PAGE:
New Range Rover Evoque prototype off-road review

Ice drive in a prototype shows just what the new Range Rover Evoque is capable of off-road

The new Range Rover Evoque has ambitious goals, especially for all-terrain capability and driver engagement. The news from a snowy Sweden is nothing but positive. It’s hard to imagine the UK’s worst weather will give owners any concern.

It’s -32 degrees Celsius outside, a dazzling yellow sun is clinging to the horizon and, dancing across Arjeplog’s vast frozen, snow-blanketed lake in Sweden, the new Range Rover Evoque is doing things that frankly beggar belief.

At least it is in the hands of Carl Richards, principal engineer responsible for the stability controls of the JaguarLand Rover group’s more space-efficient ‘mixed material’ Premium Transverse Architecture platform that underpins the Evoque. It’s his 21st winter in the frozen north.

New Range Rover Evoque ride review

All Mk2 Evoques are powered at the car’s launch by JLR’s 2.0-litre Ingenium engines, in both diesel and petrol guises. We’re in the all-wheel-drive 296bhp turbo petrol range-topper with nine-speed ZF auto box, a car capable of accelerating from 0-60mph in 6.3 seconds on the way to a top speed of 150mph.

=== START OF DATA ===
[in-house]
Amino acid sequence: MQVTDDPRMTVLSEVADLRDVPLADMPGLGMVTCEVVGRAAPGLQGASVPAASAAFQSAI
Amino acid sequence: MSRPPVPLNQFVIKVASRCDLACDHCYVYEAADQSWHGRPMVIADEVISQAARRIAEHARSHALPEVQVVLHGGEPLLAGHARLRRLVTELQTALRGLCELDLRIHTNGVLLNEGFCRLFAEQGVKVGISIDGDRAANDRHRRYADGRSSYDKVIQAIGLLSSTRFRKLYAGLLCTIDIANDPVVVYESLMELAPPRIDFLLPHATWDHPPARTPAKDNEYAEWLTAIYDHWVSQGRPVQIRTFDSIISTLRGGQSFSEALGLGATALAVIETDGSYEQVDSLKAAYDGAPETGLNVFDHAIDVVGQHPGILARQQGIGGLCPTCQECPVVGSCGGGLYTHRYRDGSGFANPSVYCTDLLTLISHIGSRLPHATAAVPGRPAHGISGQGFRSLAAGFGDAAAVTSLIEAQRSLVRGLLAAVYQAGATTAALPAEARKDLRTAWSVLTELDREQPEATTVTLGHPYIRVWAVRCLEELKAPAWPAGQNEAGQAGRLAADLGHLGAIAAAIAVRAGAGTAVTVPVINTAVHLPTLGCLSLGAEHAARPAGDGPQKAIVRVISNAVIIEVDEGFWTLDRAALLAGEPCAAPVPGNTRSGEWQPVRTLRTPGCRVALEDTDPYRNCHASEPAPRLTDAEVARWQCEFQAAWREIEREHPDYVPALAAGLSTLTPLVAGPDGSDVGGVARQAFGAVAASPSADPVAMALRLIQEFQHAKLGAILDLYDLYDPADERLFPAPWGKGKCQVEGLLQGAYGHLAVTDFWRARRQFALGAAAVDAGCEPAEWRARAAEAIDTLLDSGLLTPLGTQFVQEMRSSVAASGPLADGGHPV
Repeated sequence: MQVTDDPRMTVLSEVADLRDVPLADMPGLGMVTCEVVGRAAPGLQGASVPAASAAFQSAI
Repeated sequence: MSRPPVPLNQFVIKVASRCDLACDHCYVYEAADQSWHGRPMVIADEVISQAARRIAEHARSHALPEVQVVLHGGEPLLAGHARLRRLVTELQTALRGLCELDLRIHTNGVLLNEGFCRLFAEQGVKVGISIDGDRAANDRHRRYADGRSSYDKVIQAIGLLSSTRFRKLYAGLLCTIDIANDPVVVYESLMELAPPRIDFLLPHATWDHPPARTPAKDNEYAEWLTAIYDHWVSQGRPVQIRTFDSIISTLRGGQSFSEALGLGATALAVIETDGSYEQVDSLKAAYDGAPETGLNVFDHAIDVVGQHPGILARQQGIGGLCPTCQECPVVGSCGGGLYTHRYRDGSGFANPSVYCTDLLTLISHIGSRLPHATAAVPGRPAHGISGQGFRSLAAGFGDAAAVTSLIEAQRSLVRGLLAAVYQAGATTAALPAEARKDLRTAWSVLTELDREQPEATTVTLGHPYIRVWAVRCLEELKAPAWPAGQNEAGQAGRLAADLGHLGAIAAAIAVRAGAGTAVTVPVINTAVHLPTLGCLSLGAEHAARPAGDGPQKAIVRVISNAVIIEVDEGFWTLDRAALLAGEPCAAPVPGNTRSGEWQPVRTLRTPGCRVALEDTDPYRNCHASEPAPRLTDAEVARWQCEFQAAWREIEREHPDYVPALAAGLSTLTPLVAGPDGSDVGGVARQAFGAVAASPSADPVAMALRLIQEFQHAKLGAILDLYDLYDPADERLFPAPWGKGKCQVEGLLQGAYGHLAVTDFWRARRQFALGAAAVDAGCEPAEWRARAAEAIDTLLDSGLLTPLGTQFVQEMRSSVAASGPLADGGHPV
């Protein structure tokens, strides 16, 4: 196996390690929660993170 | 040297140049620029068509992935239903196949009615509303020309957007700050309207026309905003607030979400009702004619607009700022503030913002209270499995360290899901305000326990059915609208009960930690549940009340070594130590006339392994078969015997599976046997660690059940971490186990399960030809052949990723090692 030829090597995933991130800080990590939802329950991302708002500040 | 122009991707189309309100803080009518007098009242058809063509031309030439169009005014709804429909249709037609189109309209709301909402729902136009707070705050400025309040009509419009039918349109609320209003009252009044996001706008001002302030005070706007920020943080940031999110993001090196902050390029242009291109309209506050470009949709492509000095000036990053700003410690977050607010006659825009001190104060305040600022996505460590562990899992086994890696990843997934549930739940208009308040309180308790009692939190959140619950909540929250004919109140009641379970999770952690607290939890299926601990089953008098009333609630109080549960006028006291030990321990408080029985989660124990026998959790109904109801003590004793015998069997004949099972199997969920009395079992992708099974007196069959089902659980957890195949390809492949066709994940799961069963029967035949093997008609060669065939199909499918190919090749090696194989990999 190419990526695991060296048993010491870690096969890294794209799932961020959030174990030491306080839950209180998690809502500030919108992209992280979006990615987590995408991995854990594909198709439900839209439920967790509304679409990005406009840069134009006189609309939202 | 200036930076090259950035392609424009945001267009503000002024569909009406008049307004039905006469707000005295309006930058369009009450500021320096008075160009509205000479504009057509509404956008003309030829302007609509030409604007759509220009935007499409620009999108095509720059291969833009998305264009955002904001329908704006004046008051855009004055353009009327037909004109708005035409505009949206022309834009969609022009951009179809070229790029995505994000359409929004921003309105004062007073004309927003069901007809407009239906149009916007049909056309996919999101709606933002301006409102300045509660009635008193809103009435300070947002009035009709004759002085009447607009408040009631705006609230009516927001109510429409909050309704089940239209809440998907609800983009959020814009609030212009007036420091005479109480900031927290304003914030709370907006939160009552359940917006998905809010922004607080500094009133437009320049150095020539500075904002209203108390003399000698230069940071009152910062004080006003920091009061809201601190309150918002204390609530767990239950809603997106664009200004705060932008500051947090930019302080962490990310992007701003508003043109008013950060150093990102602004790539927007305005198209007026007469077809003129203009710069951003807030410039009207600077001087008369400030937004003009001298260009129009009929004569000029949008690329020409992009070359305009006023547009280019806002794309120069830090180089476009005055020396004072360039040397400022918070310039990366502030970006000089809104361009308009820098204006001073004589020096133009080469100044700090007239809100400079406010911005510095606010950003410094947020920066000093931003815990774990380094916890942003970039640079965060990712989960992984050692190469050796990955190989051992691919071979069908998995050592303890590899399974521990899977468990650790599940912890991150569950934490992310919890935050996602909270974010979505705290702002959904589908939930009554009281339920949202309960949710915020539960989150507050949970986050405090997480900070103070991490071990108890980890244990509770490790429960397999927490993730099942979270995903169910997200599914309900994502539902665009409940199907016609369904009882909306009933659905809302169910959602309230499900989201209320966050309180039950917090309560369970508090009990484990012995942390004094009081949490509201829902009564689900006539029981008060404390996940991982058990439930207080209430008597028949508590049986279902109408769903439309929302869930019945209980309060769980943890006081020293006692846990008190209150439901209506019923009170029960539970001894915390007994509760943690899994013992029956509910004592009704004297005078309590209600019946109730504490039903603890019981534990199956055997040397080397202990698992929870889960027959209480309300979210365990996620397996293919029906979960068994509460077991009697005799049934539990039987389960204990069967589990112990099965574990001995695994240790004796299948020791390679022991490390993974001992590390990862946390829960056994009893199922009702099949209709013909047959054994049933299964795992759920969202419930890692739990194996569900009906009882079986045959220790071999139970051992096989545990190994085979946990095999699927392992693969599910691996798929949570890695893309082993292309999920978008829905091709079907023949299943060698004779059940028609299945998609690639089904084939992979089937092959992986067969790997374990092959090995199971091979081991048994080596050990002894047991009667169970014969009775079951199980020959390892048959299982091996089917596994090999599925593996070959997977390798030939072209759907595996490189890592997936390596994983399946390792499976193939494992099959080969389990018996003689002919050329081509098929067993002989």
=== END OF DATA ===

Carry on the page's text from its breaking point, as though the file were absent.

What’s even more remarkable is Richards’ inch-perfect sideways-on-demand precision on the frozen lake. Initially, it’s hard to take in as electronics and algorithms actively juggle torque, traction and braking across all four wheels so that it’s the steering alone that determines the direction of travel irrespective of throttle position, even if it’s pinned to the floor.

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“Just point the wheel where you want to go and trust the system to get you round,” says Richards, as we feed the car into a tightening left-hander, our right foot counter-intuitively flat to the floor, the system’s understeer control resisting the plough-on momentum and coaxing the nose towards and past the apex.

The way the car crawls up and eases down Arjeplog’s 28 per cent incline is almost uncanny. “This is one of our worst-case tests,” Richards says. “There’s a massive interaction of traction control on that front right wheel. When it starts to spin, the system identifies the surface and instantly caps the engine torque to an optimum level, while transferring it across the front axle by applying a bit of brake pressure on that corner.”

The sheer range of the car’s dynamic dexterity is clearly extraordinary, but it’s reassuring to note that, taking its design cues from the Velar, it’s in a completely different class to the model it replaces.


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